Wolff understands Verstappen father’s ’emotion’
"But we knew that Max was basically unhurt"
Toto Wolff says he understands the emotional reaction of Max Verstappen’s father in the wake of the incident with Lewis Hamilton at Silverstone.
Jos Verstappen, whose relationship with Wolff actually dates back to Max’s days in the junior categories, said Mercedes’ jubilant celebrations whilst his son was still in hospital meant Wolff "no longer needs to call".
On Twitter, Jos responded to those reports by actually denying he ever spoke to the German-language outlet in question.
But Wolff says he actually understand Jos’ emotional reaction.
"The duel is just highly competitive," the Mercedes boss told RTL.
"Of course I understand a father who rightly reacts very emotionally here, because his son had a serious accident," Wolff added. "So it’s understandable from that perspective.
"You have to understand the emotional side of this. The competition with Red Bull and us was already tough beforehand."
However, Wolff continues to back his own driver.
"A racing driver shouldn’t retreat when it comes to racing on the track. That means you have to be able to keep your line or your advantage and that sometimes includes extending the elbows," he explained.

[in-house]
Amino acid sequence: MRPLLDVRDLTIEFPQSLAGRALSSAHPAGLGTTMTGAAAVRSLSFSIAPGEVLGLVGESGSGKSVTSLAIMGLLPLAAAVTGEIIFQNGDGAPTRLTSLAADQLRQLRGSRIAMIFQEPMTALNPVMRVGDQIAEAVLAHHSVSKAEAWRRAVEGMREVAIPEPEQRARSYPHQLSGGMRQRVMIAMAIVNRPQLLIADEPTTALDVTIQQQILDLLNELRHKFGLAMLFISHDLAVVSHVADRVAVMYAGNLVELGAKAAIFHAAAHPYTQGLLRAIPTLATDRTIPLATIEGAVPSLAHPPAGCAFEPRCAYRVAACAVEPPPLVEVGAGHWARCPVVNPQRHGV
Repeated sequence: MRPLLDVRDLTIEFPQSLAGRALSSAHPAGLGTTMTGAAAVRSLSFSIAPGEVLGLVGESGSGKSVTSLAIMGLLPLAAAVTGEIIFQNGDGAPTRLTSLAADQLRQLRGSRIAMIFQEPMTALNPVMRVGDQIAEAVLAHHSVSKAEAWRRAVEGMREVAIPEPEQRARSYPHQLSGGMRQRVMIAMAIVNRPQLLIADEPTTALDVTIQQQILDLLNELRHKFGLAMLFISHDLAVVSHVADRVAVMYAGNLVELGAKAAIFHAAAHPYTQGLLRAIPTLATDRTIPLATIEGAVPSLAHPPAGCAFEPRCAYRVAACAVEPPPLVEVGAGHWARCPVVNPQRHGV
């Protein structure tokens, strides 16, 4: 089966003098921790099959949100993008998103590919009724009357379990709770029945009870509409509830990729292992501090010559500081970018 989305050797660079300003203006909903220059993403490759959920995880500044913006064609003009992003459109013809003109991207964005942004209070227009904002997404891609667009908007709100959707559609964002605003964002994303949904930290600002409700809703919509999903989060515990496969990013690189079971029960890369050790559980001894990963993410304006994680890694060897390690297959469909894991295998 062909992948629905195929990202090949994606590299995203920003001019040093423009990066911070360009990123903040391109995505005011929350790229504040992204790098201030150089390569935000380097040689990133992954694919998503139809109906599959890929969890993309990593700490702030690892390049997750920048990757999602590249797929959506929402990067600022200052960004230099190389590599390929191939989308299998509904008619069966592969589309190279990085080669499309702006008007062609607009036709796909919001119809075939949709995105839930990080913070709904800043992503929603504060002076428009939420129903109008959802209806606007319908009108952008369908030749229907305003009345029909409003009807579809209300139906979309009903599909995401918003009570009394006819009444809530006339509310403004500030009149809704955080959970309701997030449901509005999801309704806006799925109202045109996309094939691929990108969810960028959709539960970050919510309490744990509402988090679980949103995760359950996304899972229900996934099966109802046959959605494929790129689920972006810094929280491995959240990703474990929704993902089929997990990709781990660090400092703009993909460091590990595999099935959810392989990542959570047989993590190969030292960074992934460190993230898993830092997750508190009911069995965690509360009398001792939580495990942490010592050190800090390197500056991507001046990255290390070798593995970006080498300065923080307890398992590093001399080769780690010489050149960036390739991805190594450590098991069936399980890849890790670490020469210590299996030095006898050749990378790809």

He admits the outcome was bad on this occasion, but insisted that Verstappen and Hamilton "are not children".
"The collision itself can of course be broken down into 1000 individual images, and you form an opinion based on that. But there are just as many counter-arguments - namely, that Lewis was more than halfway past Max and Max simply turned into the apex," said Wolff.
So he said that despite the emotion, "in this case you cannot clearly assign blame".
"I see it as a 50-50 scenario. Lewis has proven in the past that he is not looking to drive someone off the track or to collide. In fact, he has shown that in case in doubt, he takes himself out of the situation by giving in and not getting into a collision," Wolff added.
As for Red Bull and Jos’ claim that Hamilton and Mercedes should not have been so jubilant in their post-race celebrations, Wolff admitted: "Of course emotions boil up here".
"I think if we had been on the other side, we would have looked at it in a similar way. But what we would not have done is come out so quickly with personal allegations," the Austrian said.
Wolff said Mercedes "knew at all times" throughout the post-race celebrations that Max was basically unhurt and "doing relatively well".
"That is why our reaction was adapted to that," said the Austrian. "But of course we accept that everyone has a different opinion - a different perspective that is communicated in your own way."
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